This condition is characterized by development of abnormal lymph vessels. Lymph vessels exist in almost every part of your body. That is why GLA can occur anywhere, but the most common locations of the disease are in the bones and lungs. The lesions are caused by an increase in the number of lymph vessels as well as their size.
Some GLAs are associated with a somatic PIK3CA mutation.
Because it is so rare, and commonly misdiagnosed, it is not known exactly how many people are affected by this disease. Generalized lymphatic anomaly (GLA) was formally known as Lymphangiomatosis.
The lymphatic system has three main functions:
- to maintain fluid balance
- to defend the body against disease by producing lymphocytes
- to absorb fats and fat soluble vitamins (A, D, E, and K) from the small intestine and transport them to the blood, bypassing the liver
Bones and organs
The condition may involve a single organ system; 75% of cases involve multiple organs. Although it is technically benign, these disruptive lymphatics tend to invade surrounding tissues and cause problems due to invasion and/or compression of adjacent systems. The condition is most common in the bones and lung and shares some characteristics with Gorham Stout disease. Up to 75% of patients with GLA have bone involvement.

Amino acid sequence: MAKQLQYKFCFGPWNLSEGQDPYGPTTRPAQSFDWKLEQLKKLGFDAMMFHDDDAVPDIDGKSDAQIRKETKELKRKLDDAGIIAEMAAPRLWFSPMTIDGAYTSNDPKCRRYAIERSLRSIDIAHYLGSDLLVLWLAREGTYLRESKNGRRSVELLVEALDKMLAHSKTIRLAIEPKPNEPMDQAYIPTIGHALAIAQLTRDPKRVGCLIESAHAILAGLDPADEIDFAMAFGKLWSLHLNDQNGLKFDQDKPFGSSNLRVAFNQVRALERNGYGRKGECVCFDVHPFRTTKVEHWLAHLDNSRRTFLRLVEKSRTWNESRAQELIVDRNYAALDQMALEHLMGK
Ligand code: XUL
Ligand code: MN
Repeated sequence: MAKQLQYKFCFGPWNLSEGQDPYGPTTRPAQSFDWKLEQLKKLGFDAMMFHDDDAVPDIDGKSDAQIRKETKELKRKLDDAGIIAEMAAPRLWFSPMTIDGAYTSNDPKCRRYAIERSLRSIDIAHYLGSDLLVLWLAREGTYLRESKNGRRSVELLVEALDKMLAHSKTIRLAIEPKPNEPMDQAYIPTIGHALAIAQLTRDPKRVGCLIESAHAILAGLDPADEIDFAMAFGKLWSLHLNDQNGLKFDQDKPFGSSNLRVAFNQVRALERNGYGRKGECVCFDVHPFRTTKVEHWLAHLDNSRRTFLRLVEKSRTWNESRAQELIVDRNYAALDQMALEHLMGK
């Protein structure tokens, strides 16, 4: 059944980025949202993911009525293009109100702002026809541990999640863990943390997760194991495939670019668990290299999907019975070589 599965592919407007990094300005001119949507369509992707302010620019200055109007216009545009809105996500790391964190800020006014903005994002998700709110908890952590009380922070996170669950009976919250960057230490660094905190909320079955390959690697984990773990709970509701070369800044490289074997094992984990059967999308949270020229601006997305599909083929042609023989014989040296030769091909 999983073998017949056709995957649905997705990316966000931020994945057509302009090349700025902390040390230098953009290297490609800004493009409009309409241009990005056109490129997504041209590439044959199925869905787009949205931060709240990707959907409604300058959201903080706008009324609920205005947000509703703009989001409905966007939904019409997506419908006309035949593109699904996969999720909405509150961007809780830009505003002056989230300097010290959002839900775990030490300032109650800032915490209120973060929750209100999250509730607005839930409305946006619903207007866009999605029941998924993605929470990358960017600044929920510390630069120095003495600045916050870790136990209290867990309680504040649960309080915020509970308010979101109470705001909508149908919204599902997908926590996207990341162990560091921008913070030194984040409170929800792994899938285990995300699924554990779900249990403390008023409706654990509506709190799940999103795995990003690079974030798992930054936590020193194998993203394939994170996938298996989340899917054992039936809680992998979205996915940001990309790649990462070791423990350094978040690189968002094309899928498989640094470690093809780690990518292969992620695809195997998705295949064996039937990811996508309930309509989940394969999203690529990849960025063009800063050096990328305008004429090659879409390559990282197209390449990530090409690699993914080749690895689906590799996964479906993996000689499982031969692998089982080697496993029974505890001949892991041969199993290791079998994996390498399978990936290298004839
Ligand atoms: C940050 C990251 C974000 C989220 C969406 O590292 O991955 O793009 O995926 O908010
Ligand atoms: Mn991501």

Who has GLA?
GLA can occur at any age, but the incidence is highest in children and teenagers. Signs and symptoms are typically present before the age of 20. The condition is often under-recognized in adults. It strikes males and females of all races and exhibits no inheritance pattern. The medical literature contains case reports from every continent.